After the Supreme Court decided to redefine marriage by invalidating the votes of millions of Americans who went to the voting booth to protect marriage as the union between one man and one woman, I asked myself, “Does democracy still exist?”
My question was quickly answered by President Obama’s response to the ruling.
“[T]his ruling is a victory for America,” he stated. “This decision affirms what millions of Americans already believe in their hearts.”
His opinion fits the media-created narrative. But the fact still remains that more than half of the states in the nation had voted to protect marriage as the union between one man and one woman in recent years. Even in a liberal state like California, the courts had to intervene to force same-sex “marriage” on the people.
In 2008, 52 percent of Californians voted in favor of Proposition 8 to protect traditional marriage. The courts invalidated that. Similarly, in Florida that same year, 62 percent of Floridians voted to protect traditional marriage. Even I, a millennial — the ultimate same-sex “marriage” constituent, apparently — cast a vote in support of traditional marriage. But again, votes such as mine were invalidated.
It might have been a victory for same-sex “marriage” supporters, but it was definitely not a victory for the voters.
Fast forward to June 26, 2015, where, once again, it was not the people but five justices of the Supreme Court who ultimately decided such a delicate and monumental issue. To make matters worse, they even ignored the Constitution in their ruling.
As Chief Justice John Roberts wrote in his dissent:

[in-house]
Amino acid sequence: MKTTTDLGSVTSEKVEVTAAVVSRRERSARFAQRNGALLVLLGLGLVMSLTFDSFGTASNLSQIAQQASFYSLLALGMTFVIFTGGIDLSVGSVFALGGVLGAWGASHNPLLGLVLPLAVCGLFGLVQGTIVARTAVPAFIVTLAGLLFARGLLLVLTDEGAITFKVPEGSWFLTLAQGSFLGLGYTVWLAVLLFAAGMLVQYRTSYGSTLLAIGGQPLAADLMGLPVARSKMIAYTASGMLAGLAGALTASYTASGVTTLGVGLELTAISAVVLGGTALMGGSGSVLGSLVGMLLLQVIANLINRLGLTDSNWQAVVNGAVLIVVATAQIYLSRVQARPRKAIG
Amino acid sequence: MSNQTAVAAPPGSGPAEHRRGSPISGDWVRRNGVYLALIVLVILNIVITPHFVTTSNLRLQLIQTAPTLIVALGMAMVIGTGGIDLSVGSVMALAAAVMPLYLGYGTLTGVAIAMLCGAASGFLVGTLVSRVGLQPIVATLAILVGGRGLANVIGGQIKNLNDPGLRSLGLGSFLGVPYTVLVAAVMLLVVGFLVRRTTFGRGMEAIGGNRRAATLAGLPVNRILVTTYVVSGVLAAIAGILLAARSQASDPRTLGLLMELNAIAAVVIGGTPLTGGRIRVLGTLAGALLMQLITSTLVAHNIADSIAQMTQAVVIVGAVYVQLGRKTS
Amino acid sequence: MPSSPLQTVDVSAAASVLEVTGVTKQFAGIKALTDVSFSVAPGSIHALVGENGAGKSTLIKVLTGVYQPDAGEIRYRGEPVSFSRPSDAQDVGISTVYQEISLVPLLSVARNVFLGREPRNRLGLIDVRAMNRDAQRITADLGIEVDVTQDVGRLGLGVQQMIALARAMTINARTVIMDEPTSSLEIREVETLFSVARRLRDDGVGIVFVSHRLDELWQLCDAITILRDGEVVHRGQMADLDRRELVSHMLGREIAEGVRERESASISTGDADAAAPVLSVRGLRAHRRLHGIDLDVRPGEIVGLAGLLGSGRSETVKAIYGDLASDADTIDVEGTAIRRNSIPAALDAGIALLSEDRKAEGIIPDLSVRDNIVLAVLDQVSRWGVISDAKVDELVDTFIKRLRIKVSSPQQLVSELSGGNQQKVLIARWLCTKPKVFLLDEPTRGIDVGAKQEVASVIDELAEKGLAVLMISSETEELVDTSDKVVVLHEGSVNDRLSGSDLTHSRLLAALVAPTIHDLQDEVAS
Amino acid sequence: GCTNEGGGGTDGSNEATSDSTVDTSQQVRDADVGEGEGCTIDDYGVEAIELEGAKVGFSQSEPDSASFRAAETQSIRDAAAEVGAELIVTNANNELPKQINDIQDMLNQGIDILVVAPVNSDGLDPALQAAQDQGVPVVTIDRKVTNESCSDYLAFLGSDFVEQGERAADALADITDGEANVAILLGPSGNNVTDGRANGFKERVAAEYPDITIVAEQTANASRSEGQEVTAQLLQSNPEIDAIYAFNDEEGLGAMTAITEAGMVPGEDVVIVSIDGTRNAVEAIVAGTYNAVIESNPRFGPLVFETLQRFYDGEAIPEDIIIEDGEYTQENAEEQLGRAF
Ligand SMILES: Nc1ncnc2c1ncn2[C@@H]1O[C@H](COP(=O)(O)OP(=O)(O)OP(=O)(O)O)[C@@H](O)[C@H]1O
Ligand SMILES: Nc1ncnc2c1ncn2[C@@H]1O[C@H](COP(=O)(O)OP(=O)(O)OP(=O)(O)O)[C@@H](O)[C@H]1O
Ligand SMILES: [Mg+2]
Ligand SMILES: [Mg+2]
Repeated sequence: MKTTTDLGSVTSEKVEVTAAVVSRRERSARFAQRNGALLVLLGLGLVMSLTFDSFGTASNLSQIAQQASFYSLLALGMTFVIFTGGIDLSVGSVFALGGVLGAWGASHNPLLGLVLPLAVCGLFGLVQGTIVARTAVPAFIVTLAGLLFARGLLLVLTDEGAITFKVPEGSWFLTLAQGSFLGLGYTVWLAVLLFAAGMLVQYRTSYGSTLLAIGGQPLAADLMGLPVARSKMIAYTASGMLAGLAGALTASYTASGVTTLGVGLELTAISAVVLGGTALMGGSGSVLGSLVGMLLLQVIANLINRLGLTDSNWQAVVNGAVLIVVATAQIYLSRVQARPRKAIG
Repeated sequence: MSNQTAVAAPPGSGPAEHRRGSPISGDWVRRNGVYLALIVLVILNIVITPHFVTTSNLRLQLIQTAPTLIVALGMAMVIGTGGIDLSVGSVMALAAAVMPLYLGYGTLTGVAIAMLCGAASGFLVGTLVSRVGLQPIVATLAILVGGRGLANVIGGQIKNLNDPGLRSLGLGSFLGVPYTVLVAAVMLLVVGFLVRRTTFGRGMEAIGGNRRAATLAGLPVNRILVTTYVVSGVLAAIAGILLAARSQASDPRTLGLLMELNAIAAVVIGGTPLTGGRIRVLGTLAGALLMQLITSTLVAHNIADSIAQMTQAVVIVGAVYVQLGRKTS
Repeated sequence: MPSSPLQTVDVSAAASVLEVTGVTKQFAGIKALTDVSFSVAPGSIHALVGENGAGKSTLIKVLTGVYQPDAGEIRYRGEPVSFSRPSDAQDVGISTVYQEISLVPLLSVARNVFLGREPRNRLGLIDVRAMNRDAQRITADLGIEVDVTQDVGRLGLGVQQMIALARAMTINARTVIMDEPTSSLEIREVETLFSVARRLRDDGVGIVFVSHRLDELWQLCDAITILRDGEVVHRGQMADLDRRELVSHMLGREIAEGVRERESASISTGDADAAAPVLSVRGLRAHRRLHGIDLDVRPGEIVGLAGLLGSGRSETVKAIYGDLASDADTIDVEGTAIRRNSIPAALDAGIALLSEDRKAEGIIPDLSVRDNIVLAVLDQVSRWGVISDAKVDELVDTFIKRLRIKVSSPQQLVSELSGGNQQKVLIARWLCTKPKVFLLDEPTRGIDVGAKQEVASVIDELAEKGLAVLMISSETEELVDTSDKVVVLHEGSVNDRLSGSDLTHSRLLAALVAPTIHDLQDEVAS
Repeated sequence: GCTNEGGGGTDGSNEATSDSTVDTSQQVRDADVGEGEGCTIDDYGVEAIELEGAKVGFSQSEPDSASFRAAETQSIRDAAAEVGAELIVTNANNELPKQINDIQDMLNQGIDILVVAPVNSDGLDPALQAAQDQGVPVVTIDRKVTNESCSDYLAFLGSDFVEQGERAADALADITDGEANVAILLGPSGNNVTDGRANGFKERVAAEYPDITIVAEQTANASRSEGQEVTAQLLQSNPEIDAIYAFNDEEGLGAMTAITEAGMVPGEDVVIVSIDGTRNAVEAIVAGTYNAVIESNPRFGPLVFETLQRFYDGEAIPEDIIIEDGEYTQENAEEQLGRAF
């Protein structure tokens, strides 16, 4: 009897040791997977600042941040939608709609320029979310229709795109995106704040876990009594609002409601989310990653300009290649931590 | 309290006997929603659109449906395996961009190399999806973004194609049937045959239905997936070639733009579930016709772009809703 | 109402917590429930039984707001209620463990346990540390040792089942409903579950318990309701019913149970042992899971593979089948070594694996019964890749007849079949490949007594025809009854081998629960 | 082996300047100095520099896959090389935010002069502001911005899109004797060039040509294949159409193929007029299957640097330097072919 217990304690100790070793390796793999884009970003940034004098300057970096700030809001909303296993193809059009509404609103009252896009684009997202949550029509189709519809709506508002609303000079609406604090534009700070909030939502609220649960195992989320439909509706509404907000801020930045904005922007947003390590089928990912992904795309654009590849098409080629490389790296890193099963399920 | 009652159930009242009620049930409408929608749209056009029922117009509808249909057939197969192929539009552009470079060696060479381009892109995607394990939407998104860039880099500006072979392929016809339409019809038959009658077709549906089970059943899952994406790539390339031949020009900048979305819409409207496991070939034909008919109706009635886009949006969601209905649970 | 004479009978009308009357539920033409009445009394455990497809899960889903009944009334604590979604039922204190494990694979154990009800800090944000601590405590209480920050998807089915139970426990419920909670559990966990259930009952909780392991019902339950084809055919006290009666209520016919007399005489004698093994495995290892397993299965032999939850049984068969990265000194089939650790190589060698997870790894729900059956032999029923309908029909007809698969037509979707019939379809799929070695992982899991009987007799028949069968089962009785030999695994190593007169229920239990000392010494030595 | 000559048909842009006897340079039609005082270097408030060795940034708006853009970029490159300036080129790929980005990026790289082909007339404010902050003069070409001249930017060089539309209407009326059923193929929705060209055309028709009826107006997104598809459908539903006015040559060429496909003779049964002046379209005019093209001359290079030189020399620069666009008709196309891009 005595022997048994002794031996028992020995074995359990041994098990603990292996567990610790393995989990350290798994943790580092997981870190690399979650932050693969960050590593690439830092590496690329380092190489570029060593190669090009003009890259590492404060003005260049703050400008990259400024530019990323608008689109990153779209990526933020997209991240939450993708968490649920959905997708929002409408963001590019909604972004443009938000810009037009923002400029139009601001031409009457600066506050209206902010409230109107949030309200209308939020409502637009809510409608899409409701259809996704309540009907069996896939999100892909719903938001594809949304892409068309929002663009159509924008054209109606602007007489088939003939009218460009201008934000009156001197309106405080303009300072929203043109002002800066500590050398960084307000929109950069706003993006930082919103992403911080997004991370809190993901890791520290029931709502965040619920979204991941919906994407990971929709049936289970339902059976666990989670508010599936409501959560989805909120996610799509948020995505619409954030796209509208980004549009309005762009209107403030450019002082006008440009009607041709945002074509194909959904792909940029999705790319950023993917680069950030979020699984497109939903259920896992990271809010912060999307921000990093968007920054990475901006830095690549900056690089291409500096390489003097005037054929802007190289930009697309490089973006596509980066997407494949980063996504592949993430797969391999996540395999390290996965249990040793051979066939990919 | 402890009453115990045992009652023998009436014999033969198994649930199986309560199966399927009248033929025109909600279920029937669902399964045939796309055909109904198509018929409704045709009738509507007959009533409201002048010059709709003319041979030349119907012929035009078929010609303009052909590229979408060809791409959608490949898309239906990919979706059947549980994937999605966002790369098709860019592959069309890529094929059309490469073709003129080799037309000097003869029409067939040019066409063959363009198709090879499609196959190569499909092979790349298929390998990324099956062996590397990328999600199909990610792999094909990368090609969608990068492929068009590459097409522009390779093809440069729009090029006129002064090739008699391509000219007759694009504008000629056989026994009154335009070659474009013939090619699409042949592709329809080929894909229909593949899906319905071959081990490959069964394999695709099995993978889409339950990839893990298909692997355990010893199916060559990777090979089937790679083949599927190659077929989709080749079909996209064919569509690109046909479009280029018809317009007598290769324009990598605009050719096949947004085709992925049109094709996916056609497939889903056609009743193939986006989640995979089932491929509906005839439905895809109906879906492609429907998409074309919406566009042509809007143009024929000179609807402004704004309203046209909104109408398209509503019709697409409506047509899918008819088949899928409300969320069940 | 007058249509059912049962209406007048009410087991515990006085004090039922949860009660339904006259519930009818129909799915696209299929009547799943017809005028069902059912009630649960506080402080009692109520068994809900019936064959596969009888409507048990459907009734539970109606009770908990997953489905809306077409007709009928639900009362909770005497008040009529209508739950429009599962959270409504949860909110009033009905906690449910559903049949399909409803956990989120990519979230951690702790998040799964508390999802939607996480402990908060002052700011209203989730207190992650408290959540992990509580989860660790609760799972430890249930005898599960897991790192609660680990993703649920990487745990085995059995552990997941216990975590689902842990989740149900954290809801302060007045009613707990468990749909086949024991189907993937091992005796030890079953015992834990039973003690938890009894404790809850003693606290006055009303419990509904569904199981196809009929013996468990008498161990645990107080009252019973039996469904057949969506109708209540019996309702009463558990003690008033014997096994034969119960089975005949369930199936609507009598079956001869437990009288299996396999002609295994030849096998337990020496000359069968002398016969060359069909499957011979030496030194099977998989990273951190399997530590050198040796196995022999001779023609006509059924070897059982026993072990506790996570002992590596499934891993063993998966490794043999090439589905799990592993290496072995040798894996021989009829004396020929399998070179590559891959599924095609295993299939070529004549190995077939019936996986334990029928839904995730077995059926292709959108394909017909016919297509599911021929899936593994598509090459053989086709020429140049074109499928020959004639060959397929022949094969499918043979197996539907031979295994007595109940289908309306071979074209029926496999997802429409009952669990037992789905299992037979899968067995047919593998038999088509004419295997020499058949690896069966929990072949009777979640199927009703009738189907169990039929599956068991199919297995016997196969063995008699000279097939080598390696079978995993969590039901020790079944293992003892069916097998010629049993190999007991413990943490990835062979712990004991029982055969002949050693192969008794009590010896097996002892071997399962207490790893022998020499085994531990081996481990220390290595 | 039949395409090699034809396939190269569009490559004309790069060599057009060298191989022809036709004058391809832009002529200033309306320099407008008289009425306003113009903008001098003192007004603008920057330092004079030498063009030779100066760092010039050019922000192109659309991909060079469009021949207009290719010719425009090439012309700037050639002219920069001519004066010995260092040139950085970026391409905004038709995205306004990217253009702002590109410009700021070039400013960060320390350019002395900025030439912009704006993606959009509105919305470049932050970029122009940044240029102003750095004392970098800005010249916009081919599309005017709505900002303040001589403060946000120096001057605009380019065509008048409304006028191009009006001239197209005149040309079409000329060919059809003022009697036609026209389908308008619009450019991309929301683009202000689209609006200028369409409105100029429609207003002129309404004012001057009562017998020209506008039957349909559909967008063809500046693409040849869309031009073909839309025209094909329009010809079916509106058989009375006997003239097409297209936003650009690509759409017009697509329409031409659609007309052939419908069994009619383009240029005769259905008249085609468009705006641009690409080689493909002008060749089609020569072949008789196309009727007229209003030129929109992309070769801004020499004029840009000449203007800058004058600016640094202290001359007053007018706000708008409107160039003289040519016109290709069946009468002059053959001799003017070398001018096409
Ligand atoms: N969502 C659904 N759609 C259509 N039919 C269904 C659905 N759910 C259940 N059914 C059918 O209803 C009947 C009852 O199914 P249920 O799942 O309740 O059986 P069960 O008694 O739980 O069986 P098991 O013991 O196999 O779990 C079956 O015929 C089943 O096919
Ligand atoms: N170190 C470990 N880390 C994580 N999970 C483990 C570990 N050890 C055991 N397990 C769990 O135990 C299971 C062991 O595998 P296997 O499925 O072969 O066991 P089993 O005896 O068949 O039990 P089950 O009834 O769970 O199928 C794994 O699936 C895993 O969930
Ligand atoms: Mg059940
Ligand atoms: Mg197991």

“If you are among the many Americans — of whatever sexual orientation — who favor expanding same-sex marriage, by all means celebrate today’s decision. Celebrate the achievement of a desired goal. Celebrate the opportunity for a new expression of commitment to a partner. Celebrate the availability of new benefits. But do not celebrate the Constitution. It had nothing to do with it.”
Nowhere in the Constitution is there a requirement that same-sex “marriages” must be recognized. The strongly worded dissents by Chief Justice Roberts and Justices Antonin Scalia, Clarence Thomas, and Samuel Alito made that very clear. Justice Scalia specifically wrote with concerns about the peoples’ “freedom to govern themselves.” He said, “[I]t is not of special importance to me what the law says about marriage.” And that is exactly the point, isn’t it?
Same-sex “marriage” is now the law of the land. But that doesn’t mean our religious beliefs are now in the shadows. The Constitution and the First Amendment are still on our side. It’s just the beginning for us as believers. We must now rise and continue to advocate for what God has established marriage to be: the union between a man and a woman.
Our individual beliefs are still valid within the market place of ideas. There are people who are tired of listening to the one side of the argument which society says is the true side on which to be. Continue to speak, because you never know who you might have the chance to influence. That’s how democracy works. “Democracy is very much alive, but it takes a people who are willing to stand up for their individual beliefs … even if they’re in the minority.”
Stephanie Rivera is an intern for Concerned Women for America’s (CWA) Ronald Reagan Memorial Internship Program. To learn more about interning with CWA, click here.